LONDON Britain and Russia settled a politically tinged dispute about art last Monday, with Moscow saying it will grant permission to send Russian masterpieces for a major exhibition in London now that Britain has protected the works from seizure.
Russian authorities had threatened to scuttle the show, "From Russia: French and Russian Master Paintings 1870-1925," over the lack of a law in Britain protecting the artworks from being seized in connection with lawsuits.
The Royal Academy exhibition is to include masterpieces by Henri Matisse, Vincent van Gogh and other prominent Impressionist and Post-Impressionist artists that were appropriated by the Russian state after the 1917 Bolshevik revolution.
Descendants of previous owners of some works have made legal bids to have them returned, and Russian officials feared further attempts while the paintings were in Britain.
The dispute over the paintings came at a time of heightened diplomatic tensions between Russia and Britain.
The case of former KGB agent Alexander Litvinenko, who was fatally poisoned by the radioactive element polonium in London last year, has badly damaged relations, with Moscow refusing to extradite the key Russian suspect wanted by Britain.
Earlier this month, Russia ordered two offices of the government-funded culture organization the British Council to close, accusing them of operating illegally. Britain's ambassador reportedly warned that the move could impede Russia's prospects for a cooperation agreement with the European Union.
In a bid to salvage the highly anticipated exhibition, due to open Jan. 26, British Culture Secretary James Purnell said he would quickly enact legislation barring seizure of artworks loaned by foreign countries to British museums and galleries.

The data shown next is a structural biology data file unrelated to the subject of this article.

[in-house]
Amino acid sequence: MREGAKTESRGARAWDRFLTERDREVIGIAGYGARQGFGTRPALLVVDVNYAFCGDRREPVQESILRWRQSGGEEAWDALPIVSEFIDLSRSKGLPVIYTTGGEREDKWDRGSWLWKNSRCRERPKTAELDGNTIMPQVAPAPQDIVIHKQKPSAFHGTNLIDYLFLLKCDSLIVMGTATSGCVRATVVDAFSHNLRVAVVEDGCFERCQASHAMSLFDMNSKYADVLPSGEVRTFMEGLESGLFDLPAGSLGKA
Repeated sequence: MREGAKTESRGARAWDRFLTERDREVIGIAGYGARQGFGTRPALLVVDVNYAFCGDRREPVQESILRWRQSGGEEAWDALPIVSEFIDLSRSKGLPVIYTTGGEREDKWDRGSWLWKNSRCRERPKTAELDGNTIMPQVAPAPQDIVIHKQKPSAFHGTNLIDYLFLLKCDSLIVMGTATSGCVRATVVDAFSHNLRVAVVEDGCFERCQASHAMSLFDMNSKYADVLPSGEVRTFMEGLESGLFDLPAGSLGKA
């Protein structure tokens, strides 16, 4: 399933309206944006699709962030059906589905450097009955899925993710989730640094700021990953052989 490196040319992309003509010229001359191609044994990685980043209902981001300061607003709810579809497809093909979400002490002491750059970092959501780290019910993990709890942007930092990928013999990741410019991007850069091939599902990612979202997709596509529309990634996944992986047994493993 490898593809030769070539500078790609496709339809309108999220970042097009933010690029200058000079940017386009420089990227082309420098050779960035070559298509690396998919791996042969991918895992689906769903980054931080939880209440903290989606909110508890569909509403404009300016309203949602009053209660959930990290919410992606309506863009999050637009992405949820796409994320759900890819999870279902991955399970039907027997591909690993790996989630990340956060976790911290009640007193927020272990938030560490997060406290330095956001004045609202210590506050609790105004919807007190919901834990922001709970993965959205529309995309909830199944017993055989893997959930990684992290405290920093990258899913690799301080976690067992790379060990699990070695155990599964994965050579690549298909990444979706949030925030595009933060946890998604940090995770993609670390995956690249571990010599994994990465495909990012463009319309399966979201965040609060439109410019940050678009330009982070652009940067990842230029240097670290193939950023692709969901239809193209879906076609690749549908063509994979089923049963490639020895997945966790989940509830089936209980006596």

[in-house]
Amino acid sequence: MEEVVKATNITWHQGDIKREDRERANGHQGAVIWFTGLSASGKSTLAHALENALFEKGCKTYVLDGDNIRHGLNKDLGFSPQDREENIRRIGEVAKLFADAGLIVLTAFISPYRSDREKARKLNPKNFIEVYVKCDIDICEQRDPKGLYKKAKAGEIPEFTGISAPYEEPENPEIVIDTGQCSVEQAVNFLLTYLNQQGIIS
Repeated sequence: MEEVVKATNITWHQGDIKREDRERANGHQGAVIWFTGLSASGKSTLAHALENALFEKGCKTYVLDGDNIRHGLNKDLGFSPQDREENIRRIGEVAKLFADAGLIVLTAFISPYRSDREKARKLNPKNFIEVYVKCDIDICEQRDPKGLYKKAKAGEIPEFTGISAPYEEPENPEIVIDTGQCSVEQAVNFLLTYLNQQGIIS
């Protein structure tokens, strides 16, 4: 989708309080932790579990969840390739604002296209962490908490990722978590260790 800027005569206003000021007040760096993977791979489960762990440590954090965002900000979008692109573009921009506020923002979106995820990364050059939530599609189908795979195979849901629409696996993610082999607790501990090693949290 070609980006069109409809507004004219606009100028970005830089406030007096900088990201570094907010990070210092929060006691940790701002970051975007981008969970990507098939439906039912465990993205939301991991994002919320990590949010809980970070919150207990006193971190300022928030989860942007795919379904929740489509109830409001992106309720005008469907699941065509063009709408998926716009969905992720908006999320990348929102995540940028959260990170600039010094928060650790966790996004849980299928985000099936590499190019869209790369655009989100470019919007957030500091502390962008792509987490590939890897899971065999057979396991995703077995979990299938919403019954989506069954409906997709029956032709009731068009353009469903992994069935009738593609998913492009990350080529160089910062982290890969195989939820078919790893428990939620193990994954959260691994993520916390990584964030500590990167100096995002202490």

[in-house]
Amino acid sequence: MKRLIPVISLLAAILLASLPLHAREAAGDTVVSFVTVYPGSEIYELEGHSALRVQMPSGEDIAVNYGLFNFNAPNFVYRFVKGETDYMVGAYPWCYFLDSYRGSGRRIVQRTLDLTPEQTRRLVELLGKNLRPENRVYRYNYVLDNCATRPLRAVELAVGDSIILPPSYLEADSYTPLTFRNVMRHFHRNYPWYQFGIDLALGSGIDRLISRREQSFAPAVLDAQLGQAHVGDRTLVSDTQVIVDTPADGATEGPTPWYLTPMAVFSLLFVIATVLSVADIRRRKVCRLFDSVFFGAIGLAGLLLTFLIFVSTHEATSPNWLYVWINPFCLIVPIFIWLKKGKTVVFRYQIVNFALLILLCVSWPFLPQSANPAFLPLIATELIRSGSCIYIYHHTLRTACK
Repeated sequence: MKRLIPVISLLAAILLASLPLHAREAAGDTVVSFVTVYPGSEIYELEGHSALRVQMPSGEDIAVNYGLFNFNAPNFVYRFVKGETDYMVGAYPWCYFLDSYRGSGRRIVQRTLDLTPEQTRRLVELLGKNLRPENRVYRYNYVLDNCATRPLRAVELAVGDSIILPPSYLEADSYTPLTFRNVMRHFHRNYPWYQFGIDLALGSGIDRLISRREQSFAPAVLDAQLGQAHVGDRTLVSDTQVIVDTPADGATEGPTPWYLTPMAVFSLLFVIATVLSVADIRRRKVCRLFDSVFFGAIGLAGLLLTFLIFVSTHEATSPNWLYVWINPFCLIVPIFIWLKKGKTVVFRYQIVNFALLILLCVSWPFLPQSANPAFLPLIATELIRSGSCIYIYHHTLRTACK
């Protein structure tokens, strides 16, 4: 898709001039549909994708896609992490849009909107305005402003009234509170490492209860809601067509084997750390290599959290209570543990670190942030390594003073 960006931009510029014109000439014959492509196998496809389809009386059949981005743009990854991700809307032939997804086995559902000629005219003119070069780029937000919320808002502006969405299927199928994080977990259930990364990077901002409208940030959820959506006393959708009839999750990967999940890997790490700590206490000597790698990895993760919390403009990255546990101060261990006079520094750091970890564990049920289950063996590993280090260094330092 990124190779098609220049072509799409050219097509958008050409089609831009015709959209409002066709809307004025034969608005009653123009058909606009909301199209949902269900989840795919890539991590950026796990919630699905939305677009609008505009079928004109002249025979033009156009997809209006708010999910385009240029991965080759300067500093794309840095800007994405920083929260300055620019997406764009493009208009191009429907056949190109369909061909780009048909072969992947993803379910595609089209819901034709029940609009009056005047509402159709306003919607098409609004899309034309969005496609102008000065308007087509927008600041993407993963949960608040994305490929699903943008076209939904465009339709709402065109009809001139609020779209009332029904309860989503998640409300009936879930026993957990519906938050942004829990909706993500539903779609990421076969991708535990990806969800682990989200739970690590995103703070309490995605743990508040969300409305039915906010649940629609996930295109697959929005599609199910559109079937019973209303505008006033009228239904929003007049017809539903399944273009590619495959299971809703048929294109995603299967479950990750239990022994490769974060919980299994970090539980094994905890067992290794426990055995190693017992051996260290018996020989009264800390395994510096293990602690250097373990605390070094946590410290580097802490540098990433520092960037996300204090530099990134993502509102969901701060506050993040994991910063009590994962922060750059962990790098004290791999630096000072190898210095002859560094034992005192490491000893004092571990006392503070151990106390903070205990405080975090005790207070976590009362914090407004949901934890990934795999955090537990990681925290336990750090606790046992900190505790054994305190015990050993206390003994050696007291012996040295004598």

The legislation, which had been due to take effect in February, went into force early Monday.
"I hope that bringing forward this further legislation will see the great works in the 'From Russia' exhibition open at the Royal Academy this January," Purnell said.
Russia's cultural heritage watchdog said the new law satisfies Russian concerns.
"I can say that with the early adoption of this law, our federal agency will grant permission for the temporary export of these paintings," Anatoly Vilkov, deputy chief of the Russian agency Rosokhrankultura, told Ekho Moskvy radio. "The law fully satisfies us and protects our interests."
Russian Foreign Ministry spokesman Mikhail Kamynin said officials still must study the law's details but called it "a step in the right direction," the ITAR-Tass news agency reported.
He signaled that permission would likely be granted, saying that the law "creates a fundamentally new, constructive backdrop for the conclusion of negotiations on the exhibit."
Kamynin called the resolution "an example of how concrete questions of bilateral cooperation can be resolved without politicizing them, without inflaming passions."
Royal Academy chief executive Charles Saumarez Smith said he expects the Russian agency to approve the loan of works when it reopens Jan. 8.
"We are very grateful to the Russian authorities for their cooperation," he said.